Preview Build Button When you're satisfied with the geometry of the design and the view, press the "Build" button. Taprats gets down to work and builds you a finished version of the design based on what's visible in the preview. Note that the determination of what's visible isn't always intelligent -- sometimes it gives you tiles that weren't on screen, and sometimes it omits tiles that were on screen. In general, you can get around these glitches by zooming out a little beyond the region you're interested in rendering.

Note also that build time increases a lot with the number of tiles being computed. So when you first use Taprats, you might want to zoom in on the preview before building to get to the finished design quicker.

Finally, note that the algorithm that builds the design runs in the background. You can keep using Taprats while your design is building. In fact, you can build as many designs as you want simultaneously!

The Waitbox

The Waitbox The Waitbox is a kind of progress bar that tells you that Taprats is working on your design. Since Taprats builds your design in the background, it's hard to know whether anything's happening once you press the "Build" button. Hence the Waitbox. It displays an Islamically-inspired ticker that shows you that something is happening behind the scenes.

The Render Window

Render Window Screen Shot In this window, you get to see the finished design rendered in a number of possible styles, with additional controls appropriate to each style. The drop-down on the left lets you choose what style to render in, and the close button closes the window.

The "Plain" style, shown above, just draws the edges of the design as straight lines. If all goes well, it should look just like the preview window, except that the finished design is bounded (try zooming out). The plain style has no additional controls.

Each of the other styles appears below. You'll see the controls for that style as well as the bottom portion of the GeoView, which should give you a sense of what the style looks like.


The "Sketch" rendering style is a simple modification of Plain. Each edge is drawn multiple times, and each time the endpoints are jittered slightly. The result is a sketchy, crayon-like drawing of the design. There are no parameters to the Sketch style.

The design is made up of a collection of lines, but it can also be thought of as a collection of closed polygonal regions. The "Filled" style derives those regions and fills them in. An interesting side effect of the way Islamic designs are defined is that it is always possible to assign one of two colours to every region in such a way that neighbouring regions never have the same colour (this assignment is called a "two colouring" of the design. So the Filled style never uses more than two colours. There are no parameters to the Filled style.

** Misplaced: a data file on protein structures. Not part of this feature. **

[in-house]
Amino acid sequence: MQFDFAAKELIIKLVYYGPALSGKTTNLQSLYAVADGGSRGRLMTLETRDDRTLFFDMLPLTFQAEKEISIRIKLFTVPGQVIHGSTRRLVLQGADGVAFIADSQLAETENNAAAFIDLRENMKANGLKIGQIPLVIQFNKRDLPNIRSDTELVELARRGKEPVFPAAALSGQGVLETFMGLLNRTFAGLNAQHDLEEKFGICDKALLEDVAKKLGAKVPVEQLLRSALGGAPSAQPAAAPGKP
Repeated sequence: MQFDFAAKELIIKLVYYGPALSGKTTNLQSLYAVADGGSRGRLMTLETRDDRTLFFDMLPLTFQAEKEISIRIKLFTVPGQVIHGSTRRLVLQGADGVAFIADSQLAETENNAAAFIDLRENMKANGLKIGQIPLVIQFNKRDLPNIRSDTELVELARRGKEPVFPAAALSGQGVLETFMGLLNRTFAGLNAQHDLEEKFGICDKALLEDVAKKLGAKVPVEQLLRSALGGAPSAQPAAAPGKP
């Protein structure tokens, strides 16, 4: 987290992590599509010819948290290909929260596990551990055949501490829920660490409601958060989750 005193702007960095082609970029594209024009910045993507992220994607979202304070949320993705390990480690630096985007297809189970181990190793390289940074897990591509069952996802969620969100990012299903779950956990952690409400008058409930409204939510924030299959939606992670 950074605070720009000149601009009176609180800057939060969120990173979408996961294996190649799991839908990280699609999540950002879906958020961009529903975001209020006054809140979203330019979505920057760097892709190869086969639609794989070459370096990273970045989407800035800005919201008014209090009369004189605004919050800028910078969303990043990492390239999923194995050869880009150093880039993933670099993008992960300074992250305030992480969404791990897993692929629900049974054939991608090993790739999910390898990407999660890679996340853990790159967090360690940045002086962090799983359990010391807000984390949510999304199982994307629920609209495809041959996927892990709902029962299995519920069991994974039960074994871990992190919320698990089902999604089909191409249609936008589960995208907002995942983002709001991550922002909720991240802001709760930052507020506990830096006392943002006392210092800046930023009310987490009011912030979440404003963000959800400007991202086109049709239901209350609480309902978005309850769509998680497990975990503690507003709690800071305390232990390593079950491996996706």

The Outline style draws each edge as a fat line. It also outlines the resulting fat lines.

In the Outline style, you can control the width of the edges. Note that in a design with fine details, a width that's too high can overwhelm the detail and result in garbage.

Imagine that the design were constructed out of wooden slats with a diamond-shaped cross section, then lit from the side and viewed from above. The result would look something like the Emboss style, which gives the design a 3D-like look. In addition to controlling the width as in the Outline style, you can control the angle of the light source with the "Azimuth" control.

Last but not least, the Interlace style turns the design into a weave. When an edge meets another edge, it either crosses over or passes under that edge. Taprats figures out a choice of overs and unders that's consistent across the whole design -- if an edge cross over some other edge, it'll cross under the next edge, over the one after that, and so on.

In addition to the width, you can control the size of the gap, the amount of an edge not drawn when it crosses under another edge.

Sample Workflow

Well, that's how to use Taprats. If it all seems like a bit much, here's a sample workflow to try to get used to the system.

  1. Locate the tiling "4.8^2" in the Selector, and Open it.
  2. Click on the square feature (it won't have any geometry in it).
  3. Press the "Infer" button. An octagon will appear in the large square being edited.
  4. Press the "Apply" button. The octagon will be saved to the square feature button on the left of the editor.
  5. Press the "Proceed" button to open up the preview window.
  6. Navigate around until you find a pleasing view of the design.
  7. Press the "Build" button. The Waitbox will run until the design is ready, at which point the Render window will open.
  8. Select the "Interlace" rendering style, set the width to 0.07 and the gap size to 0.04.
  9. That's it -- you have a finished Taprats design! In the application version of Taprats, you'd be able to print your design as postscript at this point.

Conclusion

Although Taprats is technically a very sophisticated tool, in essence it gives you a narrow channel through which to interact with Islamic designs. The user interface is fairly simple. But before you complain that you don't have enough control over the designs, consider this: a particular art form is only a form when it can be distinguished from other art forms. That which sets Islamic designs apart from other geometric art is precisely the set of restrictions that define a space of possible designs. Desiging a tool like this involves a complex trade-off. If I add too much flexibility, I end up with Adobe Illustrator. The goal is not to define a general-purpose drawing tool, but rather a tool that understands the set of possible drawings subject to very specific constraints -- more like a plugin to Illustrator. So yes, Taprats is lacking some needed features, but maybe fewer than you think.

Now that I've ranted, go back and try Taprats for yourself!